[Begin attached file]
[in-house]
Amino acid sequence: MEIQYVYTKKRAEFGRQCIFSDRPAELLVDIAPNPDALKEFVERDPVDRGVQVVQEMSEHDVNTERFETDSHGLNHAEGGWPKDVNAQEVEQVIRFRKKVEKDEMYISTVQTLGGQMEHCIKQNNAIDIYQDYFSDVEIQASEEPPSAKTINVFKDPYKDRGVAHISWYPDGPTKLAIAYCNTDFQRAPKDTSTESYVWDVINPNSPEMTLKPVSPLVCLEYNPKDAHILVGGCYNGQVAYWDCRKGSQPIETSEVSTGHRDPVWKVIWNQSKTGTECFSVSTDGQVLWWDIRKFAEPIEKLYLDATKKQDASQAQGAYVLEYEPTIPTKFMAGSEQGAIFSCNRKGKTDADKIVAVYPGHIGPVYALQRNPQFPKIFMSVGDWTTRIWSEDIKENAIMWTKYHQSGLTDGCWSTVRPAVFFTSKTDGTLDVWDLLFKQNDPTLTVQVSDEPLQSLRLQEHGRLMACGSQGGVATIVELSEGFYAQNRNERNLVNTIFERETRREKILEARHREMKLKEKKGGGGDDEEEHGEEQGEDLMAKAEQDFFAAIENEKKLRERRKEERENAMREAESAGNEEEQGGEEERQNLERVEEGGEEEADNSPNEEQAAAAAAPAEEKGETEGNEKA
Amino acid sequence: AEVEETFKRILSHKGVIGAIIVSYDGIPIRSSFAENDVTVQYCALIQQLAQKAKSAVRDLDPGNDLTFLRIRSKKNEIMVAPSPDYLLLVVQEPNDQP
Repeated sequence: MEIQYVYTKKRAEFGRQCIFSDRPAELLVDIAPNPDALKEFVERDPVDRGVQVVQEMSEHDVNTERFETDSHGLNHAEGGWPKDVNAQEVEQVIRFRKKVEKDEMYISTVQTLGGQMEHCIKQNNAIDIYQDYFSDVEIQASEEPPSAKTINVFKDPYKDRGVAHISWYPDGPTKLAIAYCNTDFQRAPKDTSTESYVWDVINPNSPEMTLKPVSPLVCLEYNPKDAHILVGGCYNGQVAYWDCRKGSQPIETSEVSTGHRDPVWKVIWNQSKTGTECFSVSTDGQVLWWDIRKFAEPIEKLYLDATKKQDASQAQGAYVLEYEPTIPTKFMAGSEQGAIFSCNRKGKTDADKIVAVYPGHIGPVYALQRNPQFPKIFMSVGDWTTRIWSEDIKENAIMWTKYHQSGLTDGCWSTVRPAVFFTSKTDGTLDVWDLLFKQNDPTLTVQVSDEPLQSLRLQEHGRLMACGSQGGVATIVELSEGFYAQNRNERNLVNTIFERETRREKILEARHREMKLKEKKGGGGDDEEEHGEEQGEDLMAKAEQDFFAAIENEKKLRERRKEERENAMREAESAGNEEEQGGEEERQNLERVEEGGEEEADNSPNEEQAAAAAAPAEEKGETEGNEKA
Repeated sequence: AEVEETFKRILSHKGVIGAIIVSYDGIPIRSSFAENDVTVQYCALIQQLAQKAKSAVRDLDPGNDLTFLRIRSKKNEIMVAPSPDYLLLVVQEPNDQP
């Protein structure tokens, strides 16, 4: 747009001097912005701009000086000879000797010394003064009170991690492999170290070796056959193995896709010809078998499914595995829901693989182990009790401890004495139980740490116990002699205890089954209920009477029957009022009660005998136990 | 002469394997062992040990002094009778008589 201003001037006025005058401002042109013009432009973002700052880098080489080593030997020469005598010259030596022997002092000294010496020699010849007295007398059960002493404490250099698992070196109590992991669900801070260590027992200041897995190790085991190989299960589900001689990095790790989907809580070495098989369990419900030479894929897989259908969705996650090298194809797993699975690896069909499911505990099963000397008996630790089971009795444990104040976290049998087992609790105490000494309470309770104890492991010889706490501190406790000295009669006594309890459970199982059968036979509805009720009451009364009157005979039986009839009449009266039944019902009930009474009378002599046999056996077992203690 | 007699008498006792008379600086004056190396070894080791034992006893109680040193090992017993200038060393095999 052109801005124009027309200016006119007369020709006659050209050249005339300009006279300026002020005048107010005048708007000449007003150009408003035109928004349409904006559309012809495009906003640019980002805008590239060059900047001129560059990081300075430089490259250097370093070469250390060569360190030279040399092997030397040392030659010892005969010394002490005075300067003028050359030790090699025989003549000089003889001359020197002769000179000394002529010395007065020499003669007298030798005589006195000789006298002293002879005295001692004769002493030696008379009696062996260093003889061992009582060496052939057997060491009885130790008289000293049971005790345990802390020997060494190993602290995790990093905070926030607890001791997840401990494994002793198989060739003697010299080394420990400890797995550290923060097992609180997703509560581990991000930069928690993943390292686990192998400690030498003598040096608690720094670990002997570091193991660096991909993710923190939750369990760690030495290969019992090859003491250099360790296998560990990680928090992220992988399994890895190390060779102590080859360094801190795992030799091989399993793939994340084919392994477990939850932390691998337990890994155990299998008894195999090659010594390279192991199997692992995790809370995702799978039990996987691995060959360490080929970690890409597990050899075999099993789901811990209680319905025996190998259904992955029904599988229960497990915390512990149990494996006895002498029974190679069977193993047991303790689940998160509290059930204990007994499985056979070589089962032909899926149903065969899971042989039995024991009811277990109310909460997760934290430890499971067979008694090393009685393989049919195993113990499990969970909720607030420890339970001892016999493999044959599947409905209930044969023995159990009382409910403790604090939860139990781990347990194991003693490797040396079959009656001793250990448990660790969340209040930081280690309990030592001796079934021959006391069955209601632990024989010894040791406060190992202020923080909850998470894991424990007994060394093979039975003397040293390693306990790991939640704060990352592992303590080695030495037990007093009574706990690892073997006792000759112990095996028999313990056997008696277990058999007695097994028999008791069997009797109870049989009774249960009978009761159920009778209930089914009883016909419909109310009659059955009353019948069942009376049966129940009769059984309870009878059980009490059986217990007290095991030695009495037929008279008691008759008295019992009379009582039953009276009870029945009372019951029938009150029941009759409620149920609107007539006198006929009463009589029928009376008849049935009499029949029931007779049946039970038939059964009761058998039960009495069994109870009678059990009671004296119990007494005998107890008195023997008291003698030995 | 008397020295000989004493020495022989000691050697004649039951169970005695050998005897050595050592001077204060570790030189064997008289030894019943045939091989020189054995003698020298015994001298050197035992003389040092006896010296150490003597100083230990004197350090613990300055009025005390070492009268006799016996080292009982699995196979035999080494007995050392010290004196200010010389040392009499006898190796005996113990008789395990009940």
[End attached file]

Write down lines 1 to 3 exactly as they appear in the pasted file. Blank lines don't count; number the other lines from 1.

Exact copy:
[in-house]
Amino acid sequence: MEIQYVYTKKRAEFGRQCIFSDRPAELLVDIAPNPDALKEFVERDPVDRGVQVVQEMSEHDVNTERFETDSHGLNHAEGGWPKDVNAQEVEQVIRFRKKVEKDEMYISTVQTLGGQMEHCIKQNNAIDIYQDYFSDVEIQASEEPPSAKTINVFKDPYKDRGVAHISWYPDGPTKLAIAYCNTDFQRAPKDTSTESYVWDVINPNSPEMTLKPVSPLVCLEYNPKDAHILVGGCYNGQVAYWDCRKGSQPIETSEVSTGHRDPVWKVIWNQSKTGTECFSVSTDGQVLWWDIRKFAEPIEKLYLDATKKQDASQAQGAYVLEYEPTIPTKFMAGSEQGAIFSCNRKGKTDADKIVAVYPGHIGPVYALQRNPQFPKIFMSVGDWTTRIWSEDIKENAIMWTKYHQSGLTDGCWSTVRPAVFFTSKTDGTLDVWDLLFKQNDPTLTVQVSDEPLQSLRLQEHGRLMACGSQGGVATIVELSEGFYAQNRNERNLVNTIFERETRREKILEARHREMKLKEKKGGGGDDEEEHGEEQGEDLMAKAEQDFFAAIENEKKLRERRKEERENAMREAESAGNEEEQGGEEERQNLERVEEGGEEEADNSPNEEQAAAAAAPAEEKGETEGNEKA
Amino acid sequence: AEVEETFKRILSHKGVIGAIIVSYDGIPIRSSFAENDVTVQYCALIQQLAQKAKSAVRDLDPGNDLTFLRIRSKKNEIMVAPSPDYLLLVVQEPNDQP